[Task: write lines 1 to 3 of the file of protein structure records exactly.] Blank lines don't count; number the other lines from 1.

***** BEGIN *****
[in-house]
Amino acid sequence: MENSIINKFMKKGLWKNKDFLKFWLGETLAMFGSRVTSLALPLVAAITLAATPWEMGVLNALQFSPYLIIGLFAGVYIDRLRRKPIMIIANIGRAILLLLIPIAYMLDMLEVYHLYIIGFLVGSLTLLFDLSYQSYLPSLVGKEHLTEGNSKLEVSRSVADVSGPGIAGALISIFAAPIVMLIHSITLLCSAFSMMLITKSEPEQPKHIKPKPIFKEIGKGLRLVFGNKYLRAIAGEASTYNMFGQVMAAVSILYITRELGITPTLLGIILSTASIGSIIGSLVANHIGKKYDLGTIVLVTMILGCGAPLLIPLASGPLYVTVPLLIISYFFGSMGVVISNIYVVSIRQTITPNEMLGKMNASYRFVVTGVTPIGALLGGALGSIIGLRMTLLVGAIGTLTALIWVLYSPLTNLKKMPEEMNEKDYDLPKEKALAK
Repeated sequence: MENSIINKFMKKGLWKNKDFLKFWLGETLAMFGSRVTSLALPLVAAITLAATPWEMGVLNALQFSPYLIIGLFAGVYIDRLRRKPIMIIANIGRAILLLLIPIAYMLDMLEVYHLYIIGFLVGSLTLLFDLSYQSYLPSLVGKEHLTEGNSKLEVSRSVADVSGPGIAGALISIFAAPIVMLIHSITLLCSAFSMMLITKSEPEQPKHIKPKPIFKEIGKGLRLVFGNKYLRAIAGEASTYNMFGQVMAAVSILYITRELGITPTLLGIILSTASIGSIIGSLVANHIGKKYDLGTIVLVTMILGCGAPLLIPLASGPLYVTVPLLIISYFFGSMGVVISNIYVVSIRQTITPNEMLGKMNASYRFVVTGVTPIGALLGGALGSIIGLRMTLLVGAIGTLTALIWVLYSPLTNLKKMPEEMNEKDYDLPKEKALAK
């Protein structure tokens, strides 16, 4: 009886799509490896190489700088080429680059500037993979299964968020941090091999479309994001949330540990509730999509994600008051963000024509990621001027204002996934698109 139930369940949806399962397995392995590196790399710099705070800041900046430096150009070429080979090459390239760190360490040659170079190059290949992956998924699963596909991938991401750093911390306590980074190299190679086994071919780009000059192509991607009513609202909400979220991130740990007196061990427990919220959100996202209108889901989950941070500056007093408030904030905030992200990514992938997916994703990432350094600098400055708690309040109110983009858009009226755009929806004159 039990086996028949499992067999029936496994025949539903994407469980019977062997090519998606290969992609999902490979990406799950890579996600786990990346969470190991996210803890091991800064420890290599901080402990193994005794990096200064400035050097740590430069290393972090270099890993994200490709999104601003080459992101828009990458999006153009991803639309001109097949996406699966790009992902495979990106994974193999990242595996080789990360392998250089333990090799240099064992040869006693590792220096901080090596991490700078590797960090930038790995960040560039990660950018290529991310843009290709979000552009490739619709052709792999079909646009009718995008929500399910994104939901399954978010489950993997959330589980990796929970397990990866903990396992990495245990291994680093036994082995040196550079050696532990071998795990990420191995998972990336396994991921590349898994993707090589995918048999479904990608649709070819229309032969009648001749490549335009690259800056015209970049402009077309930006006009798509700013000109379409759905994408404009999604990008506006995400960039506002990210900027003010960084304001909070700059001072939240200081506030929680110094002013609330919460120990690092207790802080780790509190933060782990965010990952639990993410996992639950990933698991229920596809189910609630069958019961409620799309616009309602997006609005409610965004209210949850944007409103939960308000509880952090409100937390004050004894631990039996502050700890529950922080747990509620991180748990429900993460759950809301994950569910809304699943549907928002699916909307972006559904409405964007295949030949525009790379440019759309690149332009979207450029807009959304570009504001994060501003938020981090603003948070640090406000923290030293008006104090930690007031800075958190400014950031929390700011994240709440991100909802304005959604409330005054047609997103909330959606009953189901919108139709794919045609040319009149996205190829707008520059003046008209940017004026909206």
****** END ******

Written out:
[in-house]
Amino acid sequence: MENSIINKFMKKGLWKNKDFLKFWLGETLAMFGSRVTSLALPLVAAITLAATPWEMGVLNALQFSPYLIIGLFAGVYIDRLRRKPIMIIANIGRAILLLLIPIAYMLDMLEVYHLYIIGFLVGSLTLLFDLSYQSYLPSLVGKEHLTEGNSKLEVSRSVADVSGPGIAGALISIFAAPIVMLIHSITLLCSAFSMMLITKSEPEQPKHIKPKPIFKEIGKGLRLVFGNKYLRAIAGEASTYNMFGQVMAAVSILYITRELGITPTLLGIILSTASIGSIIGSLVANHIGKKYDLGTIVLVTMILGCGAPLLIPLASGPLYVTVPLLIISYFFGSMGVVISNIYVVSIRQTITPNEMLGKMNASYRFVVTGVTPIGALLGGALGSIIGLRMTLLVGAIGTLTALIWVLYSPLTNLKKMPEEMNEKDYDLPKEKALAK
Repeated sequence: MENSIINKFMKKGLWKNKDFLKFWLGETLAMFGSRVTSLALPLVAAITLAATPWEMGVLNALQFSPYLIIGLFAGVYIDRLRRKPIMIIANIGRAILLLLIPIAYMLDMLEVYHLYIIGFLVGSLTLLFDLSYQSYLPSLVGKEHLTEGNSKLEVSRSVADVSGPGIAGALISIFAAPIVMLIHSITLLCSAFSMMLITKSEPEQPKHIKPKPIFKEIGKGLRLVFGNKYLRAIAGEASTYNMFGQVMAAVSILYITRELGITPTLLGIILSTASIGSIIGSLVANHIGKKYDLGTIVLVTMILGCGAPLLIPLASGPLYVTVPLLIISYFFGSMGVVISNIYVVSIRQTITPNEMLGKMNASYRFVVTGVTPIGALLGGALGSIIGLRMTLLVGAIGTLTALIWVLYSPLTNLKKMPEEMNEKDYDLPKEKALAK